Should the Homestead Exemption Be Limited

As of June 2002, six states, including Florida and Texas, provide an unlimited household exemption that allows bankrupt debtors to shield unlimited amounts of equity in a residential estate. The unlimited exemption has come under increased scrutiny in recent years as a number of public figures as well as noted wrongdoers have taken advantage of the unlimited exemption to shield significant amounts of wealth from creditors. For example, a prominent actor who was declared bankrupt in 1996 was allowed to keep a $2.5 million estate located in Hobe Sound, Florida, and a corporate executive convicted of securities fraud kept his Tampa, Florida, mansion from the claims of his creditors in bankruptcy, including federal regulators seeking to collect civil fines. When the Enron and WorldCom corporate scandals broke in 2001 and 2002, the media called attention to a $15 million mansion under construction in Boca Raton, Florida, for the former CFO of WorldCom and to a $7 million penthouse owned by the former CEO of Enron as well as to the fact that the liberal exemption laws in Florida and Texas might be utilized by them to protect a significant amount of their wealth against claims from creditors and regulators.
As noted above, in the 2005 act, Congress took some steps to limit the ability of debtors to shift assets into an expensive home in a state with an unlimited household exemption shortly before filing for bankruptcy and also to limit the exemption for debtors convicted of violations of the federal securities laws. While the act was pending in the conference committee, a group of about 80 law professors who teach bankruptcy and commercial law wrote to the committee urging that it adopt a hard cap on the homestead exemption contained in the Senate version of the bill. They pointed out the fundamental unfairness created when residents of one state can protect in a supposedly “uniform” federal bankruptcy proceeding an asset worth millions while residents in other states face sharp limitations on what they can protect. As an example, they noted that a wealthy investor in Texas could keep an unencumbered home worth $10 million while a factory worker in Virginia puts at risk anything over $10,000 in equity.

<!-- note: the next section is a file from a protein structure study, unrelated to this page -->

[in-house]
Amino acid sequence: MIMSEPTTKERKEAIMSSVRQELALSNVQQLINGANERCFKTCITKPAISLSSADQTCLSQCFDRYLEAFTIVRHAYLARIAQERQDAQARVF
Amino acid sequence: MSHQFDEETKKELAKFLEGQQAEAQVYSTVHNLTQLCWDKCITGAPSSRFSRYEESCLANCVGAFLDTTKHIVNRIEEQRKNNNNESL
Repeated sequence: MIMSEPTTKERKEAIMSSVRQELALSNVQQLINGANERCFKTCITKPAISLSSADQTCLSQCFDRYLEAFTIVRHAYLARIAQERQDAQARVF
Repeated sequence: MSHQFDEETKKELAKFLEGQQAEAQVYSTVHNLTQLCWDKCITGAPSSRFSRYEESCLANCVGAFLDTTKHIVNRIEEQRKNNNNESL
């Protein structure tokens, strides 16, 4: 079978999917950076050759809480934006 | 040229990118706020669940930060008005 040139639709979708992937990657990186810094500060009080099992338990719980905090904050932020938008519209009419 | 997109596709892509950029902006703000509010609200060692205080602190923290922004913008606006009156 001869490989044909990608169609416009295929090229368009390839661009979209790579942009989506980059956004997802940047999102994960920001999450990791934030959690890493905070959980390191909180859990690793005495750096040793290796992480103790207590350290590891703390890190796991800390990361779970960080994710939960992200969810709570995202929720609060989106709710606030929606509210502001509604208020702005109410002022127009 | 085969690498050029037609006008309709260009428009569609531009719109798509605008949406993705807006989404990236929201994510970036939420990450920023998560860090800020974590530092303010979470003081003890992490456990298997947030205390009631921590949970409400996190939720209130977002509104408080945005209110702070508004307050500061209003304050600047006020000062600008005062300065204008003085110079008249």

The law professors described various ways that the formulation the conference committee had adopted could be gamed. They also asserted that the provisions to limit the homestead exemption for those who violate securities laws, who commit fraud while in a fiduciary capacity, or who commit certain felonies or intentional torts were too tightly drawn and would create a “playground of loopholes for wealthy individuals and clever lawyers.” They noted, for example, that the provisions “would not cap the homestead exemption for someone who finds a dozen ways to bilk the elderly out of their money, someone who takes advantage of first-time home buyers, or someone who deceives people trying to set up college funds for their children.”
Should Congress adopt a uniform cap on the homestead exemption?

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